Since 2008, the Free University Berlin and DAI-Cairo have been focusing on the Bent Pyramid, its valley temple, lower causeway and associated harbor.
“During the excavations above the mudbrick causeway, a path consisting of limestone fragments was discovered, which was created during the New Kingdom (around 1,200 BC) when the temple was demolished and a path needed for the removal of the stone blocks. Its paving stones mainly consist of architectural elements of the temple, amongst them also numerous decorated fragments which provide valuable information on the reconstruction of the temple’s original decoration. Since this is the oldest decorated temple of a pyramid complex, the importance of these fragments cannot be emphasized enough.”
The relief fragment 09-728 (seen below) “shows a fertility personification that presents a papyrus bundle and was part of a pillar of the temple of the Bent Pyramid. The relief was rediscovered during the 2011 work of the DAI-Cairo in a transportation sledgeway of the New Kingdom.”
“Several pottery sherds were recovered from between the blocks of this sledgeway. Fortunately the pottery showed unequivocal characteristics which allow to assign them to the New Kingdom period. Blue painted pottery is the most characteristic ceramic material from that period.”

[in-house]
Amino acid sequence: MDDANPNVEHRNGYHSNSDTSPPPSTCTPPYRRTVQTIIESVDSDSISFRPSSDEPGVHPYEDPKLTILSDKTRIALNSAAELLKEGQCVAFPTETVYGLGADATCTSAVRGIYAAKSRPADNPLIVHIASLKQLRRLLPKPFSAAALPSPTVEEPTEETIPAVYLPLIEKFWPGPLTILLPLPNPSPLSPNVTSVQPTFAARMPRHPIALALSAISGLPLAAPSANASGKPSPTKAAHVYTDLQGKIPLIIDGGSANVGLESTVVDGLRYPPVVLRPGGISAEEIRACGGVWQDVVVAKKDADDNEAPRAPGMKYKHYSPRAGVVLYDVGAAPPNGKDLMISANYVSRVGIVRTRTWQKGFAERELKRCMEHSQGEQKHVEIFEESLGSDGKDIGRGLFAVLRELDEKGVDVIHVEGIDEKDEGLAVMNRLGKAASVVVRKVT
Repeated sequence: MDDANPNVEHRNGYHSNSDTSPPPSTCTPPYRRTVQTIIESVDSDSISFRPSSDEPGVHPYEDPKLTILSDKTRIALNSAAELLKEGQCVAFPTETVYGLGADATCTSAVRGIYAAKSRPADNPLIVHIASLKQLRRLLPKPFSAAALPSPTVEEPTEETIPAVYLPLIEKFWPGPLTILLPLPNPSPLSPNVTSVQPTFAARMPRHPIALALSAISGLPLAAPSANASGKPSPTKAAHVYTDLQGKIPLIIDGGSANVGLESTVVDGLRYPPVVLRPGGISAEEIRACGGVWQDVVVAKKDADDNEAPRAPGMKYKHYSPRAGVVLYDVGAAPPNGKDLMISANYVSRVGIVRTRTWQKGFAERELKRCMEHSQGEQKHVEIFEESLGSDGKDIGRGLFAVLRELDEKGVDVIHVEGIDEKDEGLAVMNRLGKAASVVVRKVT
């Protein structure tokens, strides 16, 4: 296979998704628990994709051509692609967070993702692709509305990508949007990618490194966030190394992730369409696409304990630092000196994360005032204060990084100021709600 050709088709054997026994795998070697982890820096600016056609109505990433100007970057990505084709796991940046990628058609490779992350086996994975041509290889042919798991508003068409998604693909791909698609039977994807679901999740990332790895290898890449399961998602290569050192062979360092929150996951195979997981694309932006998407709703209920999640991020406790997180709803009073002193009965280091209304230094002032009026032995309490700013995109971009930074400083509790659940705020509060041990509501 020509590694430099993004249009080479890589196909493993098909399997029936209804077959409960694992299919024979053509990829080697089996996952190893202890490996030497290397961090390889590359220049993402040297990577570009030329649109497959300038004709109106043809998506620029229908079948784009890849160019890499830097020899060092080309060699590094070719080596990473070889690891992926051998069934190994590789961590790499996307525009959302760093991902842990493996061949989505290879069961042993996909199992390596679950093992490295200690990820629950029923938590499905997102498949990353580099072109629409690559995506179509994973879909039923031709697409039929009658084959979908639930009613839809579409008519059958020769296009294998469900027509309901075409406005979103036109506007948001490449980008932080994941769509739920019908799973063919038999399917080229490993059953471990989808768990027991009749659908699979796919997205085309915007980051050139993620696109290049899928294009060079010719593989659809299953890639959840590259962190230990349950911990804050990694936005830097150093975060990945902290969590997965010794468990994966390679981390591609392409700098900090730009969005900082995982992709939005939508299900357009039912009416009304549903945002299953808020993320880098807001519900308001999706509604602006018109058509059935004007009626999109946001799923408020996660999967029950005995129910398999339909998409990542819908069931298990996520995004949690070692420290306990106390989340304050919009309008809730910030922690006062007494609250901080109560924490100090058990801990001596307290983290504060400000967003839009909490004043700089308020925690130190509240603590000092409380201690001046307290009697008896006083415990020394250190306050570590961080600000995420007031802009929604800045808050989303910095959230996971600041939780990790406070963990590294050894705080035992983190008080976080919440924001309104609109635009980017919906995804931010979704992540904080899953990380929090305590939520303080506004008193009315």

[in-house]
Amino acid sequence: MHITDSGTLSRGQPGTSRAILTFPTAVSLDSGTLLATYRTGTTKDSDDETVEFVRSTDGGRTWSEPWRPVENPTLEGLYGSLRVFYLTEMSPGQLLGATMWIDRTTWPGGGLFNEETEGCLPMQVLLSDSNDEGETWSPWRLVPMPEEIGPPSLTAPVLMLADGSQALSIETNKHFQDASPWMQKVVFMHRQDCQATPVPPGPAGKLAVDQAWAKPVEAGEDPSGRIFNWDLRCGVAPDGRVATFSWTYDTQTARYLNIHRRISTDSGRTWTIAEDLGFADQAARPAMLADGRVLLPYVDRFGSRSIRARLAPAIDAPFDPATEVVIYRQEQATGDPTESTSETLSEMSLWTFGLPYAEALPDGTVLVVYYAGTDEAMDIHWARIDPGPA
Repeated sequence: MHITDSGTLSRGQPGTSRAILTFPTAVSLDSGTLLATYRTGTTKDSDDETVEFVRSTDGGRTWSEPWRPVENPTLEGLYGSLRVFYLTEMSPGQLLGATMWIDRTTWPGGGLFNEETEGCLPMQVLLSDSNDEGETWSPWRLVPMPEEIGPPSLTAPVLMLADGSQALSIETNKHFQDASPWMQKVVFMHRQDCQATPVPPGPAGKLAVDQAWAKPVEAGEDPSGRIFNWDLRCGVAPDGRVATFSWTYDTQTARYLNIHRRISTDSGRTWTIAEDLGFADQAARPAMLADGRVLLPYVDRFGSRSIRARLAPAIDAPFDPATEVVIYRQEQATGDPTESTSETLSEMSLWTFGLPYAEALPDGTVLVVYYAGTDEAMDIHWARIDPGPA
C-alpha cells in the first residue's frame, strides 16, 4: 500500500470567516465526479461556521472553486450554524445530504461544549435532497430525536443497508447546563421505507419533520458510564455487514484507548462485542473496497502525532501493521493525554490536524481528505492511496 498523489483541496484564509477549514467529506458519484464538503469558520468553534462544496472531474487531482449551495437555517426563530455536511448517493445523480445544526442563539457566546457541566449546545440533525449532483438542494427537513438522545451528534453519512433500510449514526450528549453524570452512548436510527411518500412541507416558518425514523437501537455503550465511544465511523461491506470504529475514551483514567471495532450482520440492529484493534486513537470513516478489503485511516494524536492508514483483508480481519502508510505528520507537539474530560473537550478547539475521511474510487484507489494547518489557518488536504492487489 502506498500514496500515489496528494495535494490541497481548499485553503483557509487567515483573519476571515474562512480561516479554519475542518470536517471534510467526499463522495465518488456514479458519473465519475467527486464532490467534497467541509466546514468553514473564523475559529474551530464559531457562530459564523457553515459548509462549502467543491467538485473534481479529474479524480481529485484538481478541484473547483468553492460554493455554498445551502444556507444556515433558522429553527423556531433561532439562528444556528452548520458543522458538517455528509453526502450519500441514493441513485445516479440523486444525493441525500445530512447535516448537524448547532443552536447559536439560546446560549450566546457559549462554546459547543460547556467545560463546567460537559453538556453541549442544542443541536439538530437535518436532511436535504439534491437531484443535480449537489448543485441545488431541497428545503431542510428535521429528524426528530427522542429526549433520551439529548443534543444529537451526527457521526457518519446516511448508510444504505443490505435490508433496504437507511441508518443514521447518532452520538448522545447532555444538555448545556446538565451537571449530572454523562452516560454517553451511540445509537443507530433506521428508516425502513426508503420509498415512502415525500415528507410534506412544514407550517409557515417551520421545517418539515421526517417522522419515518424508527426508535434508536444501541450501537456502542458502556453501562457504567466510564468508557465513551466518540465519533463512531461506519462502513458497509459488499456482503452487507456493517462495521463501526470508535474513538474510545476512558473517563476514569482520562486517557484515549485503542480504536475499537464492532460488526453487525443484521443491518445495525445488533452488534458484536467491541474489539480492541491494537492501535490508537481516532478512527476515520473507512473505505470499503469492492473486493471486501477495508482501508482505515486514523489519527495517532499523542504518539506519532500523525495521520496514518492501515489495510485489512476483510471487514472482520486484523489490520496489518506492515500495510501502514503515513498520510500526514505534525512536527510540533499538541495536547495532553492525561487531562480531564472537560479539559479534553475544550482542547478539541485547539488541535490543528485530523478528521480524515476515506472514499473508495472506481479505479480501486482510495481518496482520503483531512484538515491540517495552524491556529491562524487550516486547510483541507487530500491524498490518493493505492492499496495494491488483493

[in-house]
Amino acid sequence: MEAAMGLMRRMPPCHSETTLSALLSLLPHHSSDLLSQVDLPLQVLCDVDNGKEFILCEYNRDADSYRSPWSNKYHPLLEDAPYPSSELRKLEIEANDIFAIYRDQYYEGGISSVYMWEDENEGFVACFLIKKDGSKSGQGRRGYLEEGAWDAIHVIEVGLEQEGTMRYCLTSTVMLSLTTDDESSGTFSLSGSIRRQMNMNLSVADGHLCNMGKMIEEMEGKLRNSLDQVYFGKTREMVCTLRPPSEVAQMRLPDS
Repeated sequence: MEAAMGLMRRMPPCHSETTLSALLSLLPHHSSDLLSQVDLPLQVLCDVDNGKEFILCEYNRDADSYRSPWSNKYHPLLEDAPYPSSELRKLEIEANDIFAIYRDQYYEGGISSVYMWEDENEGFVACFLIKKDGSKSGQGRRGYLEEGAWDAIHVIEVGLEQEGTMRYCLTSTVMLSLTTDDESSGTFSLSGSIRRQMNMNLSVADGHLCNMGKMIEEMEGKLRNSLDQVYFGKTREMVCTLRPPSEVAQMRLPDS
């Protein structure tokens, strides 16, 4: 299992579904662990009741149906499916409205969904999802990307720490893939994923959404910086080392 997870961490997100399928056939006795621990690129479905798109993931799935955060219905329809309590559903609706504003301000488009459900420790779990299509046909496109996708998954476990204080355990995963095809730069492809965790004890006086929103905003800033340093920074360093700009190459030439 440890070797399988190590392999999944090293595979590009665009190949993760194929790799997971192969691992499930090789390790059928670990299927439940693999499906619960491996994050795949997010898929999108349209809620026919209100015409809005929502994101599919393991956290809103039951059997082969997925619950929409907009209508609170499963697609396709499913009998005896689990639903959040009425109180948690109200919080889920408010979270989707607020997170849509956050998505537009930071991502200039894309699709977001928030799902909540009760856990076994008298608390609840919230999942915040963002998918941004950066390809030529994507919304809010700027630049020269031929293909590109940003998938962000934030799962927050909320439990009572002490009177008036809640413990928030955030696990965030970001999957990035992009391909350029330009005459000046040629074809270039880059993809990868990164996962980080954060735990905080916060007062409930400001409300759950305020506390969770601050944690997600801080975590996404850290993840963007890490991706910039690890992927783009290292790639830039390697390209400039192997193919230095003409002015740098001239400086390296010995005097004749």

“1,300 relic fragments stored in the Gizeh magazines (800 relief fragments more than published by Ahmed Fakhry) were all registered, if necessary restored and cleaned, as well as drawn, described and photographed.”
“We undertook a full documentation of all the relief fragments including a 1:1 drawing [on transparent plastic foil], a description with measurements, an identification of the relief depiction, description of colours etc. and a full photographic documentation.”
Valley temple of the Bent Pyramid at Dahshur as it is preserved today. ©GAI Cairo, D. Härtrich (left) and remains of the brick building north of the valley temple © GAI Cairo, J. Pinke (right)
Digital re-creating of relief fragment 09-728 discovered by the DAI Cairo with the indication of colors, fractures and technical details (L. Borrmann/P. Collet, DAI Kairo)
Blue painted pottery sherds found within the transportation sledgeway of the New Kingdom period (DAIKairo, drawing by N. Richter)
Three-dimensional reconstruction of the cult-chapel of Netjer-aperef’s mastaba
What we like